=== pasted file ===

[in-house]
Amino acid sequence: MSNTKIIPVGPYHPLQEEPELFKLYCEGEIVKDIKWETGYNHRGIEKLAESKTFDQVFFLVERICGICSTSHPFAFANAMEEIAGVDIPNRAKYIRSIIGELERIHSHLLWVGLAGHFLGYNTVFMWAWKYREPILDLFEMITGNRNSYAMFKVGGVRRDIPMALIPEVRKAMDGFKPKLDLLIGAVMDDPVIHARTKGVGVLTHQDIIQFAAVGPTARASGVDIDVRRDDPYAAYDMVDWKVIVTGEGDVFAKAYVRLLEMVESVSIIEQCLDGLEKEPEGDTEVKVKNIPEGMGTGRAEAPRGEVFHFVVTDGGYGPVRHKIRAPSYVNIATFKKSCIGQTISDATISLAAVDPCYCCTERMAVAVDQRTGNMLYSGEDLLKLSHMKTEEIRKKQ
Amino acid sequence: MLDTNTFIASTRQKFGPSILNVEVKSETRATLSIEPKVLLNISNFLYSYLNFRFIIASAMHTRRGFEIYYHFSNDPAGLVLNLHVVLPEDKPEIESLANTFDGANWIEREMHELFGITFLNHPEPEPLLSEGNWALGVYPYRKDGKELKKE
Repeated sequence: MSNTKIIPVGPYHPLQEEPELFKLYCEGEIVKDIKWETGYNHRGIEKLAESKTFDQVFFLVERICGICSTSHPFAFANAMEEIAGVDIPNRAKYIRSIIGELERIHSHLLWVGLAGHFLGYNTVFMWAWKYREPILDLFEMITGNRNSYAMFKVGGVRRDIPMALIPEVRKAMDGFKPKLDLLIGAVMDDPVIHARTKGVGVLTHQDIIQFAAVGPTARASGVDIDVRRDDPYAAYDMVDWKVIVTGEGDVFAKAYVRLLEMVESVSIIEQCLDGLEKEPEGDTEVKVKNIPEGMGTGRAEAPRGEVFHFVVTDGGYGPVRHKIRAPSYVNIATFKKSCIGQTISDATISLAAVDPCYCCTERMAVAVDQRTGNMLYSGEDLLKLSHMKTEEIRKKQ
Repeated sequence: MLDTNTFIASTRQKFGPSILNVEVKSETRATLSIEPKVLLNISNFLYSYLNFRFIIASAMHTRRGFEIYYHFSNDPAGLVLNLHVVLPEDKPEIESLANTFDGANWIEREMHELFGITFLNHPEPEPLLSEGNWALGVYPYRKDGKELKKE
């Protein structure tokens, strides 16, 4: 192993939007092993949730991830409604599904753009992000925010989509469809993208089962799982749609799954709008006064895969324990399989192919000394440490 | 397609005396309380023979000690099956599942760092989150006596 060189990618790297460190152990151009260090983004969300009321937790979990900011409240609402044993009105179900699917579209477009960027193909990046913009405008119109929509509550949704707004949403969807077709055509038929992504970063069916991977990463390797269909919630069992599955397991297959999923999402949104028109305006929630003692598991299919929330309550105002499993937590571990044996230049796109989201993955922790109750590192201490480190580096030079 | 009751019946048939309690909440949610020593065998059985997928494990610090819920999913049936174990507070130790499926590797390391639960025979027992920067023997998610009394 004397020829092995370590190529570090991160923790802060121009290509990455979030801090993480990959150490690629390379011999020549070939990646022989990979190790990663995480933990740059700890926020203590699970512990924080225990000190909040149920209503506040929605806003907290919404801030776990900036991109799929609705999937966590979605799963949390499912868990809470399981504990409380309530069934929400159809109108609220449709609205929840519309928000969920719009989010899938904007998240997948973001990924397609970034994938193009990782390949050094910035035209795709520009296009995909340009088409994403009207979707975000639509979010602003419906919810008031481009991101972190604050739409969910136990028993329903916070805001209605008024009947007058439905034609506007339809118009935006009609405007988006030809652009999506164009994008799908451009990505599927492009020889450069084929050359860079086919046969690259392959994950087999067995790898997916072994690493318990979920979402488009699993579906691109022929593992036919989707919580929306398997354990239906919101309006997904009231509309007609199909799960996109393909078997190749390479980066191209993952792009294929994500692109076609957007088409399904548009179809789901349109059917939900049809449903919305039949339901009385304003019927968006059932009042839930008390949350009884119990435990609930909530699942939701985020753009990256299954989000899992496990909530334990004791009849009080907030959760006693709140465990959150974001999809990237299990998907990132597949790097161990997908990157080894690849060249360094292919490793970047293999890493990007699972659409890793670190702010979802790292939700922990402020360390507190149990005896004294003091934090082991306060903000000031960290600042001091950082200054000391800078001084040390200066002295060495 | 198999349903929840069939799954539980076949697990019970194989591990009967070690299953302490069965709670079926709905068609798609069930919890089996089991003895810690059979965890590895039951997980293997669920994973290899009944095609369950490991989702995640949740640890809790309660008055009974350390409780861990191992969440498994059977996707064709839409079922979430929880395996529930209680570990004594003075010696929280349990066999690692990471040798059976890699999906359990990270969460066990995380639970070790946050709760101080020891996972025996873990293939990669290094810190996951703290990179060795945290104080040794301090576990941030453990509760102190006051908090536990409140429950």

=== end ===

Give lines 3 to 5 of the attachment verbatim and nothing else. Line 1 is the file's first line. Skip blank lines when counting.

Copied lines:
Amino acid sequence: MLDTNTFIASTRQKFGPSILNVEVKSETRATLSIEPKVLLNISNFLYSYLNFRFIIASAMHTRRGFEIYYHFSNDPAGLVLNLHVVLPEDKPEIESLANTFDGANWIEREMHELFGITFLNHPEPEPLLSEGNWALGVYPYRKDGKELKKE
Repeated sequence: MSNTKIIPVGPYHPLQEEPELFKLYCEGEIVKDIKWETGYNHRGIEKLAESKTFDQVFFLVERICGICSTSHPFAFANAMEEIAGVDIPNRAKYIRSIIGELERIHSHLLWVGLAGHFLGYNTVFMWAWKYREPILDLFEMITGNRNSYAMFKVGGVRRDIPMALIPEVRKAMDGFKPKLDLLIGAVMDDPVIHARTKGVGVLTHQDIIQFAAVGPTARASGVDIDVRRDDPYAAYDMVDWKVIVTGEGDVFAKAYVRLLEMVESVSIIEQCLDGLEKEPEGDTEVKVKNIPEGMGTGRAEAPRGEVFHFVVTDGGYGPVRHKIRAPSYVNIATFKKSCIGQTISDATISLAAVDPCYCCTERMAVAVDQRTGNMLYSGEDLLKLSHMKTEEIRKKQ
Repeated sequence: MLDTNTFIASTRQKFGPSILNVEVKSETRATLSIEPKVLLNISNFLYSYLNFRFIIASAMHTRRGFEIYYHFSNDPAGLVLNLHVVLPEDKPEIESLANTFDGANWIEREMHELFGITFLNHPEPEPLLSEGNWALGVYPYRKDGKELKKE